The group first exerted its influence during the 2005 leadership contest. A group of about twenty Cornerstone supporters interviewed David Cameron, David Davis and Liam Fox. Fox apparently put in the best performance, while David Davis was, reportedly, not able to take criticism well. This meeting, combined with David Davis' alienating stint as the Minister for Europe under Major, and Davis' reluctance to support Iain Duncan Smith's compassionate conservatism programme wholeheartedly, is thought to be why many Cornerstone supporters first voted for Fox, and then switched to Cameron.
Friday, May 04, 2012 in Adam Holloway MP, Alan Duncan MP, Andrew Rosindell MP, Andrew Selous MP, Andrew Turner MP, Angela Watkinson MP, Baroness Thatcher, Bill Cash MP, Bob Spink MP, Brian Binley MP, Charles Walker MP, Charlie Elphicke MP, Christopher Chope MP, Christopher Fraser MP, Daniel Kawczynski MP, David Amess MP, David Burrowes MP, David Cameron MP, David Davies, David Davies MP, David Davis MP, David Jones MP, David Mundell MP, David Nuttall MP, David T C Davies MP, Desmond Swayne MP, Douglas Carswell MP, Edward Leigh MP, Fiona Bruce MP, George Osborne MP, Gerald Howarth MP, Graham Stuart MP, Greg Hands MP, Iain Duncan Smith MP, Ian Liddell-Grainger MP, Jacob Rees-Mogg MP, John Hayes MP, John Redwood MP, John Whittingdale MP, Julian Brazier MP, Kwasi Kwarteng MP, Laurence Robertson MP, Lee Scott MP, Liam Fox MP, Mark Harper MP, Martin Vickers MP, Matthew Hancock MP, Mel Stride MP, Michael Howard MP, Nadine Dorries MP, Neil Carmichael MP, Nicola Blackwood MP, Nigel Adams MP, Owen Paterson MP, Peter Bone MP, Philip Hollobone MP, Priti Patel MP, Robert Goodwill MP, Robert Halfon MP, Sajid Javid MP, Sheryll Murray MP, Stephen Crabb, Steve Baker MP, Stewart Jackson MP, Thérèse Coffey MP, Tory MPs Groups | Permalink | Comments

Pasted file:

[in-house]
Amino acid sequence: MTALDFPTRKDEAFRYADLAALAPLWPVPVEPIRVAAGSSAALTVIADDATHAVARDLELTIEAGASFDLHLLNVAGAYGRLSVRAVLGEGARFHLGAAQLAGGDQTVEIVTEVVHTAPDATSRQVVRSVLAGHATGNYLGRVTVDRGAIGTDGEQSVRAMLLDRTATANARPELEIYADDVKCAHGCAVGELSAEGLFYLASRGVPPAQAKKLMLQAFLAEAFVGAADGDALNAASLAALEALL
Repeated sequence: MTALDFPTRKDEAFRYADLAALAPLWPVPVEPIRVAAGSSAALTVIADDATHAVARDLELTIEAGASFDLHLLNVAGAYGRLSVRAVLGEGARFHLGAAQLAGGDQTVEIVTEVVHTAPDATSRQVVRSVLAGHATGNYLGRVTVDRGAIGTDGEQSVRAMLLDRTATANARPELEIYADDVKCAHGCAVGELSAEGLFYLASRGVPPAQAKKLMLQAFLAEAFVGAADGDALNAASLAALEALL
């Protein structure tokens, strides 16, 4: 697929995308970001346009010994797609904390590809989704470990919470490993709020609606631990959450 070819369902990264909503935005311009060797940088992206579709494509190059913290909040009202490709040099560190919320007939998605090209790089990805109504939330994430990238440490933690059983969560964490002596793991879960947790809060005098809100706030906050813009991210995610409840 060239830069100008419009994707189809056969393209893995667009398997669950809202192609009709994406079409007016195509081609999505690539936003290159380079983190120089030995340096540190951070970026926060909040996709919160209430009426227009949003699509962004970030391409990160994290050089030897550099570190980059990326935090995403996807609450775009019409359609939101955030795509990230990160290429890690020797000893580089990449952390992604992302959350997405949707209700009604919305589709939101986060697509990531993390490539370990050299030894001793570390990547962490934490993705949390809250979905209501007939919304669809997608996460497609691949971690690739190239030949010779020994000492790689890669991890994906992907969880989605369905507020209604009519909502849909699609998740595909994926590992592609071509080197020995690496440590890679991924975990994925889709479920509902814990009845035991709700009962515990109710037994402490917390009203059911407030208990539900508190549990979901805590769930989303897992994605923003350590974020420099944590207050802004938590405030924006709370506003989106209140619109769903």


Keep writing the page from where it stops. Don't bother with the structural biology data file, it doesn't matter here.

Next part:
Bob Spink MP: On a point of order, Mr. Deputy Speaker. I wonder whether you could advise me on how I can inform the House that I have, as of today, resigned the Conservative Whip because the party has failed to deal with serious criminal and other irregularities in my constituency.